As for The Valley of the Ashes, that is simply the borough of Queens right near where Yankee Stadium is, actually.  If you look at the map link I included, simply scroll over to the west towards NYC.  Just as in the book, you MUST drive through Queens to get to the glitter of New York City from Great Neck.  I'm afraid that drive is still an ugly sight.  But at least T. J. Eckleburg isn't staring down at you.  Instead, it's the Yankees.  Ha!

Fitzgerald's imagination?  I think NOT!  : )

Noelle Thompson

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pohnpei397 | College Teacher | (Level 3) Distinguished Educator

Posted May 17, 2011 at 1:53 PM (Answer #3)

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I would point out that the people at Gatsby's parties are hardly middle class.  The '20s were a time of conspicuous consumption by the rich.  This is well captured in the book.  The middle class was booming, but not to the extent that middle class people were throwing parties like Gatsby's.

Tom Buchanan's attitudes are also pretty indicative of the times.  This was a time when the KKK was very strong, even in the North.  It was also a time when there was strong anti-immigrant sentiment.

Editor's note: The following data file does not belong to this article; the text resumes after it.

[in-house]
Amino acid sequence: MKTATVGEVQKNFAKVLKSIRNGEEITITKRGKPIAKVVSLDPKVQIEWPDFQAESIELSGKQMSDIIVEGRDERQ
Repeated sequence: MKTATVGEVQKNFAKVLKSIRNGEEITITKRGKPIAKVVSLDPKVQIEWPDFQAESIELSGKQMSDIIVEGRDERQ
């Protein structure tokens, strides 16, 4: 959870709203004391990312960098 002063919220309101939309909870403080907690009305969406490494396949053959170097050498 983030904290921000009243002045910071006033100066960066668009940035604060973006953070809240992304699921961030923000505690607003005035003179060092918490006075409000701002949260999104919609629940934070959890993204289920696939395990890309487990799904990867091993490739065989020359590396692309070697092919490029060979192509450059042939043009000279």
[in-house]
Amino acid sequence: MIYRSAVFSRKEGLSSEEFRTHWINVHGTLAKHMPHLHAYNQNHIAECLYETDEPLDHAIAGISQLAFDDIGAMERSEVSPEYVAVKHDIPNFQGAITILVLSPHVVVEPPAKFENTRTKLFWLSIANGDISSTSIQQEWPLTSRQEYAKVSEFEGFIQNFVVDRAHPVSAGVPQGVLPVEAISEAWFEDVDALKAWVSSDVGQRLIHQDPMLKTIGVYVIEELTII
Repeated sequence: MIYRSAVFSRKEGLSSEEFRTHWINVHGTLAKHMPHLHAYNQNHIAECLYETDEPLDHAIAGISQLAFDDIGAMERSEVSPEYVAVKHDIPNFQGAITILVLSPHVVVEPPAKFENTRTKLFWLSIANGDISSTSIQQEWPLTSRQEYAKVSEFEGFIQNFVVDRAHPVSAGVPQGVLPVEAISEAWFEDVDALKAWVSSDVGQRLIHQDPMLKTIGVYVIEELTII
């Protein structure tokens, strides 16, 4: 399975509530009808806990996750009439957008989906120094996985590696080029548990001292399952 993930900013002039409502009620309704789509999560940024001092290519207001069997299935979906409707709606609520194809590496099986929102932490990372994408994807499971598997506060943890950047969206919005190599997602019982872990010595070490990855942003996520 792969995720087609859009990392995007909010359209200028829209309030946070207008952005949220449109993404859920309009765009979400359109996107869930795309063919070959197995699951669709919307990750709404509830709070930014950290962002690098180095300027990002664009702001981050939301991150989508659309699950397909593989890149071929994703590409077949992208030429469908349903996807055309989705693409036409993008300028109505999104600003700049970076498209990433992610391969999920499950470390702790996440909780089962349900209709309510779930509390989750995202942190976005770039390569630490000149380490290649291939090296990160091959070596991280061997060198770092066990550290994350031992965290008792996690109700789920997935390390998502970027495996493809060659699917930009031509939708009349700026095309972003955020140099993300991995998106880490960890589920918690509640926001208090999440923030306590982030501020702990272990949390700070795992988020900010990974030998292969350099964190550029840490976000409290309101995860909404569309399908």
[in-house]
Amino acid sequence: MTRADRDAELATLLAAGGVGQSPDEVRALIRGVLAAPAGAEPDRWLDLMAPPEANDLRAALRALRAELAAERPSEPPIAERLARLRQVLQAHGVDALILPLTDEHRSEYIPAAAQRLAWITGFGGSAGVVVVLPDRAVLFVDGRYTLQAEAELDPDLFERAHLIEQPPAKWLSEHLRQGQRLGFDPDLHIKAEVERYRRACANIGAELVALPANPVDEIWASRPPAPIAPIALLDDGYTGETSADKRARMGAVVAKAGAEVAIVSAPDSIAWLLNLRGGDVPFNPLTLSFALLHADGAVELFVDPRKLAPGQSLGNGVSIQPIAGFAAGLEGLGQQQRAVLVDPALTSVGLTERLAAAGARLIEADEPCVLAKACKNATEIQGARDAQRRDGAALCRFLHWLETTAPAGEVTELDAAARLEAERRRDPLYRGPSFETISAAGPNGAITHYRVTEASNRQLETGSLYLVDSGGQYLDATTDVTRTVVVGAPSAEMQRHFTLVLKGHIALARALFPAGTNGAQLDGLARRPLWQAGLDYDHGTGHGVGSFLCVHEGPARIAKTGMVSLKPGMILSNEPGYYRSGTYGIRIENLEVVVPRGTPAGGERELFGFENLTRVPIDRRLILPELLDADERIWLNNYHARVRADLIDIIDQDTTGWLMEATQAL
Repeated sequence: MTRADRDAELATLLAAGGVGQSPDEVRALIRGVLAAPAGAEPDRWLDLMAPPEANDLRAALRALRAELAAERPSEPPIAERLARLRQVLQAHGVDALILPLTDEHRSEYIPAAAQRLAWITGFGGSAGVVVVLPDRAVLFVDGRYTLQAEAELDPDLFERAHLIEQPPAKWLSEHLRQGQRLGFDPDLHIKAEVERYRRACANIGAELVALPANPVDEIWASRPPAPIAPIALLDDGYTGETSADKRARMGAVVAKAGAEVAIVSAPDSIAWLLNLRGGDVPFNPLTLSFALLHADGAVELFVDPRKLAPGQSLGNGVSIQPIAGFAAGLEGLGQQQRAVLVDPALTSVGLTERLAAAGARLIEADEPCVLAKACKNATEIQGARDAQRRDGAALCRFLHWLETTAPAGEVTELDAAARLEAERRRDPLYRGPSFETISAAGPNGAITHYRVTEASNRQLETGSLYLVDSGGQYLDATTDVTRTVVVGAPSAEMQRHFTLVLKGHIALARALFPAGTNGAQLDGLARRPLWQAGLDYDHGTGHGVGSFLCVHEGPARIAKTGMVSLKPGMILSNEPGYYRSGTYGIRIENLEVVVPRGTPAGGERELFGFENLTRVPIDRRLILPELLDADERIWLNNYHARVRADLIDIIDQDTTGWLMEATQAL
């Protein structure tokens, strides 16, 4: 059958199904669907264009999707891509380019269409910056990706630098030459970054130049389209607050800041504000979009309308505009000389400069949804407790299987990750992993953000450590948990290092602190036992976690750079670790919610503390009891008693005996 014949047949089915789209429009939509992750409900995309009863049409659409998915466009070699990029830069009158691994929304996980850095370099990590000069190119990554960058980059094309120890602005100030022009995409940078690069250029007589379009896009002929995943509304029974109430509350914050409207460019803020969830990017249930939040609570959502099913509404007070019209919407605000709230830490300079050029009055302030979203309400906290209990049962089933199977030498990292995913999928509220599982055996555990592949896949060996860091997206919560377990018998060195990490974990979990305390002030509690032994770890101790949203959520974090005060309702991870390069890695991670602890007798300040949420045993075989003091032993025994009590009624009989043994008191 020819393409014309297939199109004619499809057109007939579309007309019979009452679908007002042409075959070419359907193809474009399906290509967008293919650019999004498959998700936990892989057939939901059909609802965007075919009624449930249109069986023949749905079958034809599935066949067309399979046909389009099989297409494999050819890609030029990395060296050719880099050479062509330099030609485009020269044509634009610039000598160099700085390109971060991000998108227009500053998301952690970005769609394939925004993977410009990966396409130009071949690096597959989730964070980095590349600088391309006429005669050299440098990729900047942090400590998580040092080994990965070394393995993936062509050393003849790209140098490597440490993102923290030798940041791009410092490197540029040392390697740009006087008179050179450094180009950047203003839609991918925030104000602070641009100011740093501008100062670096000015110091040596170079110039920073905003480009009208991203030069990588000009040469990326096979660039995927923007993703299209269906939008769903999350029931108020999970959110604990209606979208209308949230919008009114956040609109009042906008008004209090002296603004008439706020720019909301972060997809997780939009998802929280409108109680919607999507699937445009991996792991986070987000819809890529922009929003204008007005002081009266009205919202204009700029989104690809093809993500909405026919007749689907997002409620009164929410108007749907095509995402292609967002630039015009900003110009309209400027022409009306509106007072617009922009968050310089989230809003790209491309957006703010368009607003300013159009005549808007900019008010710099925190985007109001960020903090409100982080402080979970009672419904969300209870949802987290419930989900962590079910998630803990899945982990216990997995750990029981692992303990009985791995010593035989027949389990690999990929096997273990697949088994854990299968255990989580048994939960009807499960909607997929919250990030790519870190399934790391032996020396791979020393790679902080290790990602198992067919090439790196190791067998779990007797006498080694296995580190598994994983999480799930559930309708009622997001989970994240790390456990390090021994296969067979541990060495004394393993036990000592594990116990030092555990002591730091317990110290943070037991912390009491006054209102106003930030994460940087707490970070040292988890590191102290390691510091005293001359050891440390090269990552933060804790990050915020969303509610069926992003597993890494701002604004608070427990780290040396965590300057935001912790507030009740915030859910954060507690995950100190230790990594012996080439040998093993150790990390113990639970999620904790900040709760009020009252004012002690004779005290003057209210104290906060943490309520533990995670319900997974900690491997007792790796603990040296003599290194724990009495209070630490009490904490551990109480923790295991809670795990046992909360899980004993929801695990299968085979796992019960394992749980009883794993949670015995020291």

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mwestwood | College Teacher | (Level 3) Distinguished Educator

Posted May 17, 2011 at 2:18 PM (Answer #4)

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There seem to be two conflicting questions here.  The first one (in boldface) asks for what is realistic while the second requests artistic creation.

Certainly, the character of Jay Gatsby is an act of literary creation by F. Scott Fitzgerald.  Here is a man who, realistically, has become rich through less than honest methods, and who pursues a woman outside of his social class.  However, that he would perceive Daisy Buchanan as his "grail" is highly unlikely, and that he would be so forthright and loyal towards her is dubious given his criminal proclivities with his association with Meyer Wolfscheim.  Somehow a mob man as an Arthurian knight really does seem rather incongruous.